Aid Workers Call for Millions in Donations for Fire-Ravaged Burma Refugee Camp
By Saw Yan Naing 25 March 2013
More than 2,300 refugees who became homeless when fire destroyed their shelters in Mae Surin refugee camp, in Thailand’s Mae Hong Son Province, have received immediate assistance but need supplies to rebuild their homes.
The fire that broke out in the isolated refugee camp on Friday destroyed about 400 houses made of bamboo, wood, and roofed with dried leaves, before it was brought under control on Saturday.
On Monday, the Thailand Burma Border Consortium put out a call for 13 million Thai baht (US $444,000) in donations to rebuild the camp.
The blaze—reportedly caused by a cooking accident—killed at least 35 people and injured dozens more.
A Karenni schoolgirl, Eliza, a volunteer delivering aid to the victims, told The Irrawaddy on Monday that some 36 people died in the blaze.
An estimated 400 houses were reduced to ash. The more than 2,000 refugees made homeless are sheltering in accommodation set up by the Thailand Border Consortium and UN High Commissioner for Refugees (UNHCR).
Eliza said that the fire spread quickly because it was hot and windy in the camp.
The fire trapped the victims and encircled them.
Located in an isolated region, there are no modern fire extinguishers in the camp. Residents normally use buckets of water and sand to put out any fires.
Vivian Tan, the spokesperson for the UNHCR in Asia, told The Irrawaddy on Monday that her organization has provided immediate assistance, such as blankets and plastic sheeting for temporary shelters to the victims.
“For now, the focus is the immediate assistance. In the medium term, this camp is run by the [Thai] government. So I think the government will probably do some kind of planning of how to rebuild the shelters,” said Vivian Tan.
Mae Surin refugee camp housed about 3,500 refugees who fled from Burmese government military offensives in Karenni State, eastern Burma. Mae Surin is one of nine Burmese refugee camps on the Thai-Burma border.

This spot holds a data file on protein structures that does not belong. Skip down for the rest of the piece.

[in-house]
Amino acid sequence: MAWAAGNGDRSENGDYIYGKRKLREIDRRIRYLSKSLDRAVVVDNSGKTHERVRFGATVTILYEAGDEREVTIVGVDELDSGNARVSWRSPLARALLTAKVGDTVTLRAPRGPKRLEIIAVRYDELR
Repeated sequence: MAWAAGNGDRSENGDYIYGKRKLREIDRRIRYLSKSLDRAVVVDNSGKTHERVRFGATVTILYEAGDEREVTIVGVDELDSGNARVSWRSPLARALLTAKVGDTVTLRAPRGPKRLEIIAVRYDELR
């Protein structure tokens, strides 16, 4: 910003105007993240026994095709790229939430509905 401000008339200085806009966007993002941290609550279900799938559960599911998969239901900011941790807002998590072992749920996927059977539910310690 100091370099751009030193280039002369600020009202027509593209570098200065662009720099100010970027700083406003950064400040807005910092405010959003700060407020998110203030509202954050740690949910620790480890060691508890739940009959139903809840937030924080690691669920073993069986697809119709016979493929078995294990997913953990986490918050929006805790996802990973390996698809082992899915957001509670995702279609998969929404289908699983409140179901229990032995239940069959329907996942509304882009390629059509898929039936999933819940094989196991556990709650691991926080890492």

According to the UNHCR report, a local clinic and distribution center at the camp were also razed in the blaze. With the cooperation of Thai authorities and local camp committee leaders, the International Rescue Committee and International Committee of the Red Cross has also offered assistance for the victims.
Sally Thompson, the director of the Thailand Border Consortium, a humanitarian agency said: “At the moment, they have plastic sheeting, mosquito nets, and mats. The immediate assistance is sufficient. But, they will need assistance for reconstructing [their homes].”
“We will need to provide all construction materials again … everything to reconstruct new houses.
“Before that assistance is provided, the debris in the burnt areas will be cleared where the new buildings will be built,” said Thompson.
According to the Bangkok Post, Prime Minister Yingluck Shinawatra asked the Interior Ministry, the Disaster Prevention and Mitigation Department and the armed forces to set up an emergency center to ensure sufficient food, drinking water, medicine and clothing will be supplied to the refugees.
Deputy Interior Minister Chatt Kuldiloke and ministry officials also visited the camp on Saturday to oversee the establishment of temporary shelters and the provision of medical treatment.
There are about 150,000 refugees who live in the nine refugee camps on the Thai-Burma border. Most of them are ethnic Karen who fled home due to civil wars in their hometown.